Montgomerie was still majorless, but had further cemented his place as Europe’s best golfer with two more Order of Merits. And, boy, would Europe need their best golfer in 1999 against the all-star American team.
David Duval, one such all-star, claimed that with the event getting bigger and more financially lucrative, players should start being paid. It wasn’t a popular opinion, and Montgomerie, never one to miss an opportunity, fired back by saying that no European would ever want to be paid, and that the Ryder Cup should be played for flags, not money.
The well-fancied Americans found themselves 6-2 down after the first day, with the fans realising they needed to play their part.
With Hal Sutton holing a lengthy birdie putt, Montgomerie sternly waited for the prolonged cheers to die down. When they eventually did and he stood over his putt, a heckler called out.
Monty backed off, regained his composure, and holed the putt. Montgomerie wasn’t one for showing emotions – not positive ones anyway – and rarely acknowledged the existence of the crowd, but made an exception on this occasion, fist pumping in celebration.
Captain Mark James had fielded seven rookies; Montgomerie and Jose Maria Olazabal were the only two players with more than one Ryder Cup to their name, but the hugely unfancied Europeans found themselves closing in on victory.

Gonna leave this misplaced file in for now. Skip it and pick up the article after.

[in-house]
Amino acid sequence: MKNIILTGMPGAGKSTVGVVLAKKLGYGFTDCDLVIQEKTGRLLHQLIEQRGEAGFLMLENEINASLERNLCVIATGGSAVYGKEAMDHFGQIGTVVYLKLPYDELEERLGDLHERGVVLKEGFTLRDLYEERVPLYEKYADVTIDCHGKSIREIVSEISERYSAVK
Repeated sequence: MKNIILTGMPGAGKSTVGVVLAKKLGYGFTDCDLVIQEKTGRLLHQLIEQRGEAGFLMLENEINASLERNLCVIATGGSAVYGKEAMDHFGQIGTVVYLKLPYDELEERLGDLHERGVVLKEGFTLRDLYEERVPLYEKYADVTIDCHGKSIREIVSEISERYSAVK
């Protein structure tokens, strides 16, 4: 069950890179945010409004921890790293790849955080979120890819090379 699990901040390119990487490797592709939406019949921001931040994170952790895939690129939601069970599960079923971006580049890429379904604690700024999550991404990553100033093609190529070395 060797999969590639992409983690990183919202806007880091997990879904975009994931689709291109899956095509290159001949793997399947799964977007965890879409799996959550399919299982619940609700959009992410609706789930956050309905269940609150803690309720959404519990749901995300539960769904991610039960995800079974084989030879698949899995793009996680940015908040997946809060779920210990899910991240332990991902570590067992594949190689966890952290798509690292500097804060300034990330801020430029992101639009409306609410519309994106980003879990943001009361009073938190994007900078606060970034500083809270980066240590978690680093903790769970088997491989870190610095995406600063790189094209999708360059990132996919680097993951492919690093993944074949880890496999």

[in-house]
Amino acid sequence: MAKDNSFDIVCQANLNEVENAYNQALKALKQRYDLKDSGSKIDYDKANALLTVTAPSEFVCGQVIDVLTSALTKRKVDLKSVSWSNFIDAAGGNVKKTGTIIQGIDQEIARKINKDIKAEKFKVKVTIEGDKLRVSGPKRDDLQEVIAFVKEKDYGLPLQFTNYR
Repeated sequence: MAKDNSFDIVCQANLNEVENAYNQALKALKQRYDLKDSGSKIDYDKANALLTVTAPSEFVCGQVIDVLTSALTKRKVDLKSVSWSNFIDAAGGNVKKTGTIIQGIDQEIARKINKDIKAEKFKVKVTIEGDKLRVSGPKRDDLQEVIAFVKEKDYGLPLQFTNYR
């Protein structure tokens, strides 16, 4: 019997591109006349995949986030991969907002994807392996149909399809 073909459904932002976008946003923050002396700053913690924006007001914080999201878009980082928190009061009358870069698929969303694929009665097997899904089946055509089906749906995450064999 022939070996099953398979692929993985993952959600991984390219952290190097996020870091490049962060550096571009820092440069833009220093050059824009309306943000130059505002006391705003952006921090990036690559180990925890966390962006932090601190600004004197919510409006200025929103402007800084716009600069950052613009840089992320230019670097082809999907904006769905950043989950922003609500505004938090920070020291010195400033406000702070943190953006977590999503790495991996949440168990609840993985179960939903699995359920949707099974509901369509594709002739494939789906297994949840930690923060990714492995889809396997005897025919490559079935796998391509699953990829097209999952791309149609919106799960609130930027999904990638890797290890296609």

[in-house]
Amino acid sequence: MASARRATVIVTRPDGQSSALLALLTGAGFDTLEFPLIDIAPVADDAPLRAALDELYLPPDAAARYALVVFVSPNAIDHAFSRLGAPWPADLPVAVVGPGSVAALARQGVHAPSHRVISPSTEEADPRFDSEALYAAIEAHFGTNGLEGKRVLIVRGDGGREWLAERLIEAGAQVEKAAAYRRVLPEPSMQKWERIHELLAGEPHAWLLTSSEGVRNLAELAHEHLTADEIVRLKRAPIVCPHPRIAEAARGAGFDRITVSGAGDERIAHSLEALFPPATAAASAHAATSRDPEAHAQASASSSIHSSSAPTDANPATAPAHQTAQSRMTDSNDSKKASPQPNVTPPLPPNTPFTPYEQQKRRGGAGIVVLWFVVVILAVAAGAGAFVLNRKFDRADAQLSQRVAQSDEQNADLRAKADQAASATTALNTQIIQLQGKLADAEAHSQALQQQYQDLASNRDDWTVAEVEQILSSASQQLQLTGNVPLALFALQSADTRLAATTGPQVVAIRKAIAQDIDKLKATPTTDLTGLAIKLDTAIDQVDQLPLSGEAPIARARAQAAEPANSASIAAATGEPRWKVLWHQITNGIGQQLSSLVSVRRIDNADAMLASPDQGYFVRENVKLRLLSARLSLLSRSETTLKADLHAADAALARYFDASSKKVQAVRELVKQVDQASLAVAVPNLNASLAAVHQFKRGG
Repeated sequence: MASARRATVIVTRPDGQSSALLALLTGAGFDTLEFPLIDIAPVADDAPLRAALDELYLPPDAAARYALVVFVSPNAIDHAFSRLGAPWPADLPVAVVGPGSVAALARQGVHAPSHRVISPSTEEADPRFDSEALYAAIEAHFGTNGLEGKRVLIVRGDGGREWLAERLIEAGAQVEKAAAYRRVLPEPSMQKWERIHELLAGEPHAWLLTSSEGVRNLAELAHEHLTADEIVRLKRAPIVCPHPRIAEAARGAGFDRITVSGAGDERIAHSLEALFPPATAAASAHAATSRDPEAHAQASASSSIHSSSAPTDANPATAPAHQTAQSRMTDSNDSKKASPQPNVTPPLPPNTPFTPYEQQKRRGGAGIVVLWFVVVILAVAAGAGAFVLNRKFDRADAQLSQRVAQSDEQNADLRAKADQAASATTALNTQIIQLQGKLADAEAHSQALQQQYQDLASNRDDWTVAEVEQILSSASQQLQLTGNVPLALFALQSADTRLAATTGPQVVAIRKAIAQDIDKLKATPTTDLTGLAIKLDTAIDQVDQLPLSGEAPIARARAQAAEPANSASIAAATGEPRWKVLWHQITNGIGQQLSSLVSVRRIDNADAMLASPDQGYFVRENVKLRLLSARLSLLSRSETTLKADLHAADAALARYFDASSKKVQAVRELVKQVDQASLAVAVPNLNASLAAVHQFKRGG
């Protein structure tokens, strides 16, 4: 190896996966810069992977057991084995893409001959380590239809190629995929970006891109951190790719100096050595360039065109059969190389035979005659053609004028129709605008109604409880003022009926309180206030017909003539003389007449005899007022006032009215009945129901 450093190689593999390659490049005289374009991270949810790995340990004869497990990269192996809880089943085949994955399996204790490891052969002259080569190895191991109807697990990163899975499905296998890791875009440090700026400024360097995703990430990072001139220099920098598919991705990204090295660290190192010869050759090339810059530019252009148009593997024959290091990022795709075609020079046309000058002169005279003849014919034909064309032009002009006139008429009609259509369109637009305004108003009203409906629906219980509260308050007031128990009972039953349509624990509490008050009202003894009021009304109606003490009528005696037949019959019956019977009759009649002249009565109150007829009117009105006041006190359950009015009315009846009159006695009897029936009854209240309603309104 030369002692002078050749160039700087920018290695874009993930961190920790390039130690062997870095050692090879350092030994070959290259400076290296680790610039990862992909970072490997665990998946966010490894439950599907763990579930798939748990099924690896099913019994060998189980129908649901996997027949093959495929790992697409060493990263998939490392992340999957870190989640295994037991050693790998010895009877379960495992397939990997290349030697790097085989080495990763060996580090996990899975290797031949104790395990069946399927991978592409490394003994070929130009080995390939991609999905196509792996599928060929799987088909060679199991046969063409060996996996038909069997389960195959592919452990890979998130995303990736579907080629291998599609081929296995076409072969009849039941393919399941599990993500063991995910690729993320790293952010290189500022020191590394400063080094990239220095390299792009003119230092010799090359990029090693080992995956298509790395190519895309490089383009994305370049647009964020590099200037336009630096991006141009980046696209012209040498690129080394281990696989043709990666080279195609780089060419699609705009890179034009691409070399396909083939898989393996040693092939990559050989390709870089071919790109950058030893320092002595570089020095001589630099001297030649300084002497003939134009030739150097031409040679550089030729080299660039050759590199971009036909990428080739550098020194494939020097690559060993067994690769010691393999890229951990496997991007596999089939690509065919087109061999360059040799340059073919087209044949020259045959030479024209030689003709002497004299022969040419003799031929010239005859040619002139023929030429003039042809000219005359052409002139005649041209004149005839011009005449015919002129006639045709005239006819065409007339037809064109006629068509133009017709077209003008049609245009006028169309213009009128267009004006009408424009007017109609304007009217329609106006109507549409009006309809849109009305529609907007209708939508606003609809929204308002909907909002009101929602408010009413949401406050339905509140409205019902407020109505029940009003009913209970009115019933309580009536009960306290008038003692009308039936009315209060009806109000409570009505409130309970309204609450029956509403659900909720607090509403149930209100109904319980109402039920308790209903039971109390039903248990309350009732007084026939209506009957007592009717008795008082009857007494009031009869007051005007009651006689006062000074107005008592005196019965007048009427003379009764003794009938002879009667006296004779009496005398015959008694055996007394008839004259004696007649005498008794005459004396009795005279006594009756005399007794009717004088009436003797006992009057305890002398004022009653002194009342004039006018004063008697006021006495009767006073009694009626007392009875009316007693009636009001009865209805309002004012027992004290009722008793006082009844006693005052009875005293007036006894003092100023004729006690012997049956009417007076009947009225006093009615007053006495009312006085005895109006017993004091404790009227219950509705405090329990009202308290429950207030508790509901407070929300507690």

Monty played all four sessions with rookie Paul Lawrie, taking 2.5 points as Europe led 10-6 going into Sunday.
But what could’ve been one of Europe’s finest hours turned into its darkest. One by one, red scores were appearing on the leaderboard as Europe’s four-point advantage ebbed away.
To make his day more difficult, Montgomerie, who’d considered himself immune to calls from the gallery, was getting both barrels from Boston’s finest. So much so that his dad didn’t even reach the back nine due to the abuse his son was receiving. Even opponent Payne Stewart stepped up and said he’d sort any fans out who crossed a line, while Monty had no qualms about getting people ejected.
Montgomerie, who’d previously claimed he’d love to be sent out last on Sunday – arguably the most important position – changed his tune after the nerve-shattering conclusion in 1997. And though he was sent out third last, his match was the last on the course.
If there was a positive to take, however, it was in Stewart’s sportsmanship, in conceding the final hole to his opponent, ensuring Montgomerie didn’t have to go through the consequences of losing the 18th and halving his match.